In both the transactions involving Dobin and Horne it appears that their stock in Retail was treated as worth $4 a share; the Dobin and Horne shares were not registered on any national securities exchange (see '34 Act, § 12, 15 U.S.C.A. § 78 l). The remaining 375,000 odd shares of Retail were owned by the public and were registered on the American Stock Exchange. On October 7, 1964, the closing price of the registered stock on the Exchange was $6 1/8.
The number of shares to be redeemed by Retail was fixed, the proxy statement asserts, by determining "the fair value of the assets" of Buy-Rite, dividing that value by $4 a share, and allocating that number of shares to the redemption transaction. The rest of the Dobin and Horne shares thus fell to be allocated to the sale transaction, at $4 a share; they amounted to 690,100 shares, 50.99 percent of Retail's stock. National paid only 29% of the purchase price on October 7, 1964; it was to pay the balance on or before July 7, 1965, and the 690,100 shares were transferred to a bank under a Collateral Security Agreement to secure payment of the balance of the purchase price. Dobin and Horne put the remaining 294,606 shares in escrow, and they were shorn of voting power, until the closing of the redemption transaction.
The agreement for the redemption of the 294,606 shares of Retail through a distribution of all the stock of Buy-Rite to Dobin and Horne required that the transaction be authorized and approved at a special stockholders' meeting of Retail. Since the sale price of G*E*S to Retail was admittedly not arrived at in arms-length bargaining, the G*E*S purchase agreement similarly required that the transaction be authorized and approved at a special stockholders' meeting of Retail. The issuance of the convertible debentures, too, required the approval of Retail's stockholders.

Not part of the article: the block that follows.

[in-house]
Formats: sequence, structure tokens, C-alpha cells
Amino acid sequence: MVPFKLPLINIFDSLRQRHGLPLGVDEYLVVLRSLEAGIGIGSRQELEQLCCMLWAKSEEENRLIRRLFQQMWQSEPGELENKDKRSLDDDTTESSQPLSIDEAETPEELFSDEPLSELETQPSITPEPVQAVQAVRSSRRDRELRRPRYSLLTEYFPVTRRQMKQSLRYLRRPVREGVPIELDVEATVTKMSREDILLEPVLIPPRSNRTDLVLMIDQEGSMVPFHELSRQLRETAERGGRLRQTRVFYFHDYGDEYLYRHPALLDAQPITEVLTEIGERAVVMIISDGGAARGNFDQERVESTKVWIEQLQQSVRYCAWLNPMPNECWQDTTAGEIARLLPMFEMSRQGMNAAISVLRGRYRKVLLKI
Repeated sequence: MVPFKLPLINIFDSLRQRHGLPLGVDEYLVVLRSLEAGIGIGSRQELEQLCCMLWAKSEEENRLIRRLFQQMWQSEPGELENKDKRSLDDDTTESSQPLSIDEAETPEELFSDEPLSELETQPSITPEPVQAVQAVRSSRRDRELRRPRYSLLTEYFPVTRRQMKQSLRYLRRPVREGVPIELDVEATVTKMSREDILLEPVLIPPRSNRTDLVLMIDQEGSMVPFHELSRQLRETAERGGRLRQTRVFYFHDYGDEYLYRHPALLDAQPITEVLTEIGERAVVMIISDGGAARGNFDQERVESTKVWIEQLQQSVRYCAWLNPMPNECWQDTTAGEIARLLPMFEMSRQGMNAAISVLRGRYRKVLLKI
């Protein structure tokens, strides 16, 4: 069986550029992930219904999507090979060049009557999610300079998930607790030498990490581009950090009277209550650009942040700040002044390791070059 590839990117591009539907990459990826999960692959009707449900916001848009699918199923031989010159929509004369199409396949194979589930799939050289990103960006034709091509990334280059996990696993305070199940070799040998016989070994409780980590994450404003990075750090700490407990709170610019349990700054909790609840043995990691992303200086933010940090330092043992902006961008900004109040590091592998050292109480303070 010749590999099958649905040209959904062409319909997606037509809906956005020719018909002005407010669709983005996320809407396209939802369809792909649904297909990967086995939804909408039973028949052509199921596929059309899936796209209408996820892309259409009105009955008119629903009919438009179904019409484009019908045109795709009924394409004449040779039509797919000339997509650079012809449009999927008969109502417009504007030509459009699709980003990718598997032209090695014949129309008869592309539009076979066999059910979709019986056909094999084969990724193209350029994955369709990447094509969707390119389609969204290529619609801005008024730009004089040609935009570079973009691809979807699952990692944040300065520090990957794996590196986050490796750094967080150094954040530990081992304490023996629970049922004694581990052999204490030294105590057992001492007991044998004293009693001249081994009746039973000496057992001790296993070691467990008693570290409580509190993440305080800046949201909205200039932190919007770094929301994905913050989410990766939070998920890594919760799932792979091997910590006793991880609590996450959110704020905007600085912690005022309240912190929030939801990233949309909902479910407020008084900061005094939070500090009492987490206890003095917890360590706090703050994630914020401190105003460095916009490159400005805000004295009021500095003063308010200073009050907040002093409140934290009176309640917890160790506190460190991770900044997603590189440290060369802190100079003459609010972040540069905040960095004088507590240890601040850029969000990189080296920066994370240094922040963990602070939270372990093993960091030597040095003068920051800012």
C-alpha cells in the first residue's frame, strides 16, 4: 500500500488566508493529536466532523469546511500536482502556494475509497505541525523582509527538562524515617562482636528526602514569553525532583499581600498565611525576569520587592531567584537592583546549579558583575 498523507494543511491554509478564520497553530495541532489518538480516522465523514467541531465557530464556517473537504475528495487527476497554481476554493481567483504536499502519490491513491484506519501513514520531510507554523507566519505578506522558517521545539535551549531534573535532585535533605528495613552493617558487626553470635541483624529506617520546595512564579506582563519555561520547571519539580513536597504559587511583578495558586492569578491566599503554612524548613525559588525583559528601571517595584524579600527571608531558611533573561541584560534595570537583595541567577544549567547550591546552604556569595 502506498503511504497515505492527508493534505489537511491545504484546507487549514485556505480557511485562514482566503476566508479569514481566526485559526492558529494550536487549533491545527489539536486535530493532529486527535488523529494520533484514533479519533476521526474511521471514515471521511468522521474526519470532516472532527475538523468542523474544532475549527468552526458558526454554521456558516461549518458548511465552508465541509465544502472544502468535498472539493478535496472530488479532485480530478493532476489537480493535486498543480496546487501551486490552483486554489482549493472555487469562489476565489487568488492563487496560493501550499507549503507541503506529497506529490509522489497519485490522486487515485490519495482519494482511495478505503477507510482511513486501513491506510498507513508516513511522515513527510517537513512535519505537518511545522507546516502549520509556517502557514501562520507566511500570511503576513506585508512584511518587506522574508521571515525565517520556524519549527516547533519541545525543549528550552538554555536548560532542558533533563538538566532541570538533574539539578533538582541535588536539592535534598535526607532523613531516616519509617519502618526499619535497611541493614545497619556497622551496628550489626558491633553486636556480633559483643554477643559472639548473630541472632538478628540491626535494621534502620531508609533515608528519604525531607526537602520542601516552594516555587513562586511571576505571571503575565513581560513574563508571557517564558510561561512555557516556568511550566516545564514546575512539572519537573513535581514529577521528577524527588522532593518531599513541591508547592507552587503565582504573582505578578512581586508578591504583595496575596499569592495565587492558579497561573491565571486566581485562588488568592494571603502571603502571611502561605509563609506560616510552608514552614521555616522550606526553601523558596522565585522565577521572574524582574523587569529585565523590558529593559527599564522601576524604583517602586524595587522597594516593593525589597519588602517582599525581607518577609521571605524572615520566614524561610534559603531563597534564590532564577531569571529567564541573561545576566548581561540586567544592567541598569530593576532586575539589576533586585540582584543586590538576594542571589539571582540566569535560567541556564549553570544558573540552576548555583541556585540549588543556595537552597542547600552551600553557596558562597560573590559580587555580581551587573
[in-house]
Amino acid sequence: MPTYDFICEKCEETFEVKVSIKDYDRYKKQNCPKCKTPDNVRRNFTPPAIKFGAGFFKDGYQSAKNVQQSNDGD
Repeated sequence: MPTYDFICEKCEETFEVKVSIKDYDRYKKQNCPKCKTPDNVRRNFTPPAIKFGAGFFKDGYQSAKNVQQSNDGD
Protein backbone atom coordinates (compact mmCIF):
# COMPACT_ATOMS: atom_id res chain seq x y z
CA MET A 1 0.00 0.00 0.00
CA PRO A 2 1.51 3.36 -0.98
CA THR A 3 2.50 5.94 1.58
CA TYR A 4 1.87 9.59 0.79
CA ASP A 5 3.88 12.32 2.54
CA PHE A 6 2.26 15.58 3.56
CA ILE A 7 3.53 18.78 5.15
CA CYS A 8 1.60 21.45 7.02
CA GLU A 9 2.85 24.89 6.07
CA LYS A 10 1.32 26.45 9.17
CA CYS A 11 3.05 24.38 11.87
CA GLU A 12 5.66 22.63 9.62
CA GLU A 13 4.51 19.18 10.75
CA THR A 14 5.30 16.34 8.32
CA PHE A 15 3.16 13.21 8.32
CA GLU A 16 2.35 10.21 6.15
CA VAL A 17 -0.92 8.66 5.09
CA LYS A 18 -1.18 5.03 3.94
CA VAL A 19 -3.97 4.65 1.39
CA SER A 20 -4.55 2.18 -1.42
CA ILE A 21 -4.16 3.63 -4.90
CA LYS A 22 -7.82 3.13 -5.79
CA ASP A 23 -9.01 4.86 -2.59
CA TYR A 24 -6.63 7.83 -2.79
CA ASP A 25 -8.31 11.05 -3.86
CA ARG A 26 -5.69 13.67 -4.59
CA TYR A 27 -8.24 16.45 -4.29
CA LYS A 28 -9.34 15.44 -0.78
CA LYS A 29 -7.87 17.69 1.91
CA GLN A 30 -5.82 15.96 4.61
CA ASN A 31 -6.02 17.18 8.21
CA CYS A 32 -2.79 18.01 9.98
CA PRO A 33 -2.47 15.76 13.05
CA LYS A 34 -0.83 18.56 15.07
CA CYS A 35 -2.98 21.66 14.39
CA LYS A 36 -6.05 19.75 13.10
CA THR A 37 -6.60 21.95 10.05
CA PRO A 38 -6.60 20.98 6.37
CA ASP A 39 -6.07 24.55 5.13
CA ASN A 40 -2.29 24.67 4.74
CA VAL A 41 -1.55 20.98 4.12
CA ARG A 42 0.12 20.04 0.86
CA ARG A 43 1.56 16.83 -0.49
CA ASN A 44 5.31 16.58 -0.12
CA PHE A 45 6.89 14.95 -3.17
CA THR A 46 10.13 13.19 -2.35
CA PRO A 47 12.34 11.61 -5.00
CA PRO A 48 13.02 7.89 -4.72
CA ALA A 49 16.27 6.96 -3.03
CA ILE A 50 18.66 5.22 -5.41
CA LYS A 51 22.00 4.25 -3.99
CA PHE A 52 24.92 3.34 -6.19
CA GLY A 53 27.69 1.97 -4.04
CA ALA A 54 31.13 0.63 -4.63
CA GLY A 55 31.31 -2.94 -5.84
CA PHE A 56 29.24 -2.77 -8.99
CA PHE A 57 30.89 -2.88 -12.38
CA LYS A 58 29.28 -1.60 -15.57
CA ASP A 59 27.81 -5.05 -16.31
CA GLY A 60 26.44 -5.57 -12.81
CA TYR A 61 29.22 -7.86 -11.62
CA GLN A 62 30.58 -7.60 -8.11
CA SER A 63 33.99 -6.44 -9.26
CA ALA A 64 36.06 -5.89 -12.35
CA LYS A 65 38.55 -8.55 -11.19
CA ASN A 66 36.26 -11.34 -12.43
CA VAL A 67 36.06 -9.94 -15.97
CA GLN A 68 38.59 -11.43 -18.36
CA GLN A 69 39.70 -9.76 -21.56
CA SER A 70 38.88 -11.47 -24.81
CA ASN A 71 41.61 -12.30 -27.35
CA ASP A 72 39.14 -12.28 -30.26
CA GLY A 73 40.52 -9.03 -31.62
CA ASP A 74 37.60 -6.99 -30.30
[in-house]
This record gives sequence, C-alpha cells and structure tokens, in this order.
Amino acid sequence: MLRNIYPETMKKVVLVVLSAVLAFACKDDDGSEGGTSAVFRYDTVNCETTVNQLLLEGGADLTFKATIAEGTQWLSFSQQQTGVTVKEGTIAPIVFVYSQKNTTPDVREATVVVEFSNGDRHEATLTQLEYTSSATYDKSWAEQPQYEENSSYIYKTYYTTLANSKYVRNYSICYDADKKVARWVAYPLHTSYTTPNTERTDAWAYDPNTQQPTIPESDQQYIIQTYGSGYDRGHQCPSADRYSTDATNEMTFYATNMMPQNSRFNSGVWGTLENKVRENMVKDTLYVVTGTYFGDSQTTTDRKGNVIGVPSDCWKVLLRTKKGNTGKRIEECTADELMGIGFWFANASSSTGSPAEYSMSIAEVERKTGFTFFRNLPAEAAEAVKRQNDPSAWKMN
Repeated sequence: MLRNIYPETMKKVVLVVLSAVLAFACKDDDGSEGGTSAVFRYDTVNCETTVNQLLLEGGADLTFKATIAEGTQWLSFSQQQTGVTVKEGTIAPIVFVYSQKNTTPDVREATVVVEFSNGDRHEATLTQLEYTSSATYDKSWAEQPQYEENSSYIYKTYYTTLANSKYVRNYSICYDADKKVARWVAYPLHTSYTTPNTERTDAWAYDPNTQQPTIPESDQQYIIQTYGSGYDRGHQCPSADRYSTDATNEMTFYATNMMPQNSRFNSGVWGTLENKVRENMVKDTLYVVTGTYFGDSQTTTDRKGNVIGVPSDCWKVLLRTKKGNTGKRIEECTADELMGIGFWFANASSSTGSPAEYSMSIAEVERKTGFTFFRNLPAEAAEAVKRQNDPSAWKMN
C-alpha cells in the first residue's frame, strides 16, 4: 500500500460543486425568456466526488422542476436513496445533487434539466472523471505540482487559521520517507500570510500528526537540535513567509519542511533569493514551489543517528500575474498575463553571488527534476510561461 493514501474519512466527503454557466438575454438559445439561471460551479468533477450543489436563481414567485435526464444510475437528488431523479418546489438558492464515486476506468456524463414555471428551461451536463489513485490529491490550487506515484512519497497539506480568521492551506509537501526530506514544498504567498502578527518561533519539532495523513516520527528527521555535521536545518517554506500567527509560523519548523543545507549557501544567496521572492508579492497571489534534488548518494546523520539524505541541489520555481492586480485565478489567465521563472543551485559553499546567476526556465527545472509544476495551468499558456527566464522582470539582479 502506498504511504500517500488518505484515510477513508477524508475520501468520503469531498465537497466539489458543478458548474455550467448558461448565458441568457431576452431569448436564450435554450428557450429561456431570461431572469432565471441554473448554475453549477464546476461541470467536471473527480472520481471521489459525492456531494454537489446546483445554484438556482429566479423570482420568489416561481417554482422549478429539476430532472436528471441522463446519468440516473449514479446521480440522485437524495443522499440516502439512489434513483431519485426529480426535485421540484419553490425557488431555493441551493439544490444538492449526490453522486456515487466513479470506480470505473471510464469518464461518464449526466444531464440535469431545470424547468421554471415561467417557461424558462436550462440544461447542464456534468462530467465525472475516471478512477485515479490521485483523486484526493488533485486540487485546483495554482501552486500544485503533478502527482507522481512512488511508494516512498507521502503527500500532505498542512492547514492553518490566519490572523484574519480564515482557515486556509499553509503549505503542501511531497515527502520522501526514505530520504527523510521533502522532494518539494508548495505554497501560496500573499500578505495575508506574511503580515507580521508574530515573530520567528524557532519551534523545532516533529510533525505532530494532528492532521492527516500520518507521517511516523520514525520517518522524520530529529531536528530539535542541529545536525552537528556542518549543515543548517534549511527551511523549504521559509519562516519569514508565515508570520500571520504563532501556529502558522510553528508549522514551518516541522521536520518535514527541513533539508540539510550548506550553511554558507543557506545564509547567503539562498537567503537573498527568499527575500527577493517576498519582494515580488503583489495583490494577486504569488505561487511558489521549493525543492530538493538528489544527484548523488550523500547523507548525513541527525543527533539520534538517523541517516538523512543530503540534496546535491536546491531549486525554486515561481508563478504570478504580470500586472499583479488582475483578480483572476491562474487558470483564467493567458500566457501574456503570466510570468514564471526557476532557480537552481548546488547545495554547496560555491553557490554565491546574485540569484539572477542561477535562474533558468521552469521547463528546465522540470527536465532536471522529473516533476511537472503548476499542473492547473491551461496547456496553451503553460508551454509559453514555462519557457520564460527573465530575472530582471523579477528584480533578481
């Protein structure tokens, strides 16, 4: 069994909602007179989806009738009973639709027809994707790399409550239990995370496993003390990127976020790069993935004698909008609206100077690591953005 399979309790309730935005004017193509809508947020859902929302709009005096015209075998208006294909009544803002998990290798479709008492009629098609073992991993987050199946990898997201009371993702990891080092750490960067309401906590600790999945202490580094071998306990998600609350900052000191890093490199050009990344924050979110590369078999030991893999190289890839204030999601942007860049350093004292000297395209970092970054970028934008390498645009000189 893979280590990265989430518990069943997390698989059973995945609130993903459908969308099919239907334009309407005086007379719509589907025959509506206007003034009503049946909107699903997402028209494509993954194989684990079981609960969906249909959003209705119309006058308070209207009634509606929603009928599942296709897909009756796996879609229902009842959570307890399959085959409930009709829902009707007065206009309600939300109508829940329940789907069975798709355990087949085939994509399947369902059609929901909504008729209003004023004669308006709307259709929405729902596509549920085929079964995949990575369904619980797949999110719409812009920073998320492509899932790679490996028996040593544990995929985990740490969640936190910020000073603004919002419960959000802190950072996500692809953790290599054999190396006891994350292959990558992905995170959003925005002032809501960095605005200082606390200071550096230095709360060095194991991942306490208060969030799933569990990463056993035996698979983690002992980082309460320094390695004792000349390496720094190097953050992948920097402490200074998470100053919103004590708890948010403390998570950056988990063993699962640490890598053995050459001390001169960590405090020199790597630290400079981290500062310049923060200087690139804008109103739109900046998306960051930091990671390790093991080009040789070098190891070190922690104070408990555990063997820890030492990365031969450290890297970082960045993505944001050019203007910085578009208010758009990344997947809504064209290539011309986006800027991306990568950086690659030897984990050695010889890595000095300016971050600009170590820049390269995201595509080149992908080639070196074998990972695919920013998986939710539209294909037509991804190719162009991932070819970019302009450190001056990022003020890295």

The proxy statement, mailed to the Retail stockholders on December 30, 1964, declared that, "The transaction * * * involving the acquisition * * * of the remaining shares of Messrs. Dobin and Horne in exchange for all of the stock of a corporation that * * * operates two of the * * * stores, is an integral part of the plan for the acquisition by National of the controlling interest in [Retail]. It is therefore deemed advisable that such transaction be submitted to a vote of the shareholders of [Retail] * * *." The proxy statement said further, "Since National is the owner of [G*E*S] shares and also holds the controlling interest in the Common Stock of [Retail], it is deemed advisable that this transaction should also be submitted to the shareholders of [Retail] * * *." The proxy statement noted that since the issuance of the convertible debentures was an integral part of the plan to acquire the G*E*S shares, "it is deemed advisable that this matter also be submitted to the vote of the shareholders" of [Retail].
The proxy statement advised the Retail stockholders that National owned just over 50 percent of Retail's stock beneficially and of record, that its stock-holdings sufficed to secure approval of all of the matters to be voted upon, and that National had advised Retail's management that it intended to vote favorably on each of the matters. The Retail stockholders were also advised that the 294,606 escrowed shares, still owned by Dobin and Horne, could not be voted.